UAE Asian Cup talking points: Mabkhout's role, midfield balance and offensive options

National team take on Tajikistan on last-16 clash on Sunday

Ali Mabkhout is the UAE's record goalscorer but has not been used at the Asian Cup. Chris Whiteoak / The National
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Having finished as runners-up in Group C, the UAE will continue their Asian Cup campaign on Sunday in Qatar, with a last-16 tie against tournament debutants Tajikistan. Here we look at some of the national team’s main talking points leading into the knockout stage, as Paulo Bento’s side plot a path to the quarter-finals.

Deciding on the role Ali Mabkhout will play – if any

The decision to opt for Sultan Adil rather than Ali Mabkhout to lead the line for the UAE in the opening two matches surprised somewhat.

At 19, Adil had made only four senior appearances for the national team; Mabkhout, 33, sits as the country’s record goalscorer. But Bento went for the younger, more physical frontman in the games against Hong Kong and Palestine. Adil responded by scoring in both.

Yet a knee injury sustained in the latter ruled out the on-loan Ittihad Kalba striker for Iran on Tuesday – and, dependent on how far the UAE progress, possibly the tournament. However, instead of being restored to the starting XI against the group leaders, Mabkhout was omitted from the squad altogether.

The UAE coaching staff has explained the absence on the grounds of “technical and tactical reasons”. It will be intriguing to see if the 2015 Golden Boot winner, who has nine Asian Cup goals in all, is back in contention for Sunday.

Finding the right balance in central midfield

Abdullah Ramadan, the accomplished Al Jazira midfielder, has become a staple at the heart of the UAE side – fitness permitting – dating back to Bert van Marwijk’s first stint as manager.

Ramadan provides the guile in midfield, his long-range passing precise, his eye for a killer through ball sharp. In the past few years, he has offered the invention alongside Ali Salmeen’s industry.

However, Salmeen has had a chequered injury record of late, forcing Bento to look at other candidates to buttress his midfield. Yahia Nader started against Hong Kong, but the balance seemed off, the UAE too porous through the centre.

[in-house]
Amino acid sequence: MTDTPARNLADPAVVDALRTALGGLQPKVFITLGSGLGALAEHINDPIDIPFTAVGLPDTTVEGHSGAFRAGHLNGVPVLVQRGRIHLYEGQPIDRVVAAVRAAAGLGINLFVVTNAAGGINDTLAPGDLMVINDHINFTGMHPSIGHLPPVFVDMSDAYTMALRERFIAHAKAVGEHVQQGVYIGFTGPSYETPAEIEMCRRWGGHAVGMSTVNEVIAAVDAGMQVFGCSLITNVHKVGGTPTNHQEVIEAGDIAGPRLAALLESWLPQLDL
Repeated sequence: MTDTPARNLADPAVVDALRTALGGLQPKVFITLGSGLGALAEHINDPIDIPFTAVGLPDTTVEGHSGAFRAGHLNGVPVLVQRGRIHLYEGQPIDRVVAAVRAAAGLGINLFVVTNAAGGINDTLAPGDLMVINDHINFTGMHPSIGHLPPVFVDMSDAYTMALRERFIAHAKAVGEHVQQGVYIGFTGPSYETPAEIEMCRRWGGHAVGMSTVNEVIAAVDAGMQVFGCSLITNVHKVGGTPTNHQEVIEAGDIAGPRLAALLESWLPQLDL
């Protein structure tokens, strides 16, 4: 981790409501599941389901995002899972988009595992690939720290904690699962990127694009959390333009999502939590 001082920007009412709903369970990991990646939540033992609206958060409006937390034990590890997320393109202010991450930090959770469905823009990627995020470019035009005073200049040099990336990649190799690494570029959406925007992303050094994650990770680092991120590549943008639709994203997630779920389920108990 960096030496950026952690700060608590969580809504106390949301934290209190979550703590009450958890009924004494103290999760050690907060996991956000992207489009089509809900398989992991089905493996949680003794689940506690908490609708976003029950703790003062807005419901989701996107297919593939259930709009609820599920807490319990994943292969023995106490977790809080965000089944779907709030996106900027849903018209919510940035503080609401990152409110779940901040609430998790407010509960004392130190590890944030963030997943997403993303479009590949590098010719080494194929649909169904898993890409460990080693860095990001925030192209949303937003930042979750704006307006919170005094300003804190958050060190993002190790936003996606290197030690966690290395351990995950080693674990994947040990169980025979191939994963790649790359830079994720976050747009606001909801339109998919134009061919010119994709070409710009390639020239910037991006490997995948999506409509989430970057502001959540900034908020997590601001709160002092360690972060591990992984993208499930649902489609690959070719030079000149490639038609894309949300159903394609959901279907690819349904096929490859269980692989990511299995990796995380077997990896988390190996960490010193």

Majid Rashid came in for the Palestine encounter and did well, especially with his side reduced to 10 men from 37 minutes. He was selected again against Iran.

The feeling, though, remains that Salmeen, whose Asian Cup has been limited to almost an hour altogether as a substitute, is the ideal candidate to protect the UAE defence.

Improvement at full-back feels a necessity

It is an issue that has long plagued the UAE. For some time, the obvious choice on either side of the defence appeared to be Mahmoud Khamis, on the left, and Bandar Al Ahbabi, on the right.

However, Khamis slipped from view during Van Marwjik’s tenure, and in truth never did excel with the national team. Al Ahbabi, however, continues to represent an unexpected omission by Bento.

Instead, when employing a flat back four, the Portuguese has plumped for Abdullah Idris at left-back, and either Zayed Sultan or Khalid Al Dhahani at right-back. Idris and Sultan have each looked suspect, but they do have only 10 international appearances between them.

Against Iran, and with standout centre-back Khalifa Al Hammadi suspended, Bento went with a five-man defence, moving Al Dhahani more central and playing Harib Abdullah deeper, at left wing-back.

Although that gave the UAE a strong base from which to build, they are expected to revert to a four in the last 16. The make-up of the full-backs could play a key part in deciding the tie.

Al Ghassani aside, extract more from offensive options

Preferring to employ a 4-2-3-1 system, Bento places great emphasis on the three attacking midfielders to support the lone frontman, both in creating chances but also in chipping in with goals.

To the latter point, Yahya Al Ghassani has stepped up in Qatar, converting from the penalty spot against Hong Kong and then striking the all-important goal against Iran that secured runner-up spot in the group – by the finest of margins, on goal difference.

Finishing sublimely after a great solo burst, it also displayed Al Ghassani’s fortitude: he had earlier seen his spot-kick saved as the UAE spurned a golden opportunity to equalise.

Yet Al Ghassani, who played that match as the side’s spearhead, could do with some other players carrying the offensive burden. And, in Ali Saleh, Fabio De Lima, Caio Canedo and Tahnoun Al Zaabi, the UAE should have no shortage of suitors. The country’s chances of going deep will depend on others stepping up.

Embrace being able to quietly go about business

While qualifying for a fourth successive Asian Cup knockout stage should not be taken for granted, the UAE have not been at the forefront of the headlines in Qatar.

The hosts, for one, have rebounded brilliantly from their hugely disappointing World Cup on home soil, winning all three group games.

Iraq registered the greatest result of the opening rounds by defeating Japan, the tournament favourites. Jordan, and then Malaysia, both threatened famous wins against South Korea, only to be pegged back in both to draw. Tajikistan have won hearts by getting into the last 16, on tournament debut while, in joining them there, Syria and Indonesia evoked plenty of emotion.

And, perhaps the story thus far: Palestine will for the first time contest an Asian Cup knockout match, somehow coming through in the most trying circumstances given the devastation back home.

The UAE, therefore, are flying under the radar somewhat. Which, given that can bring with it less expectation and hence reduced pressure, could be used to their advantage.

Updated: January 28, 2024, 4:14 AM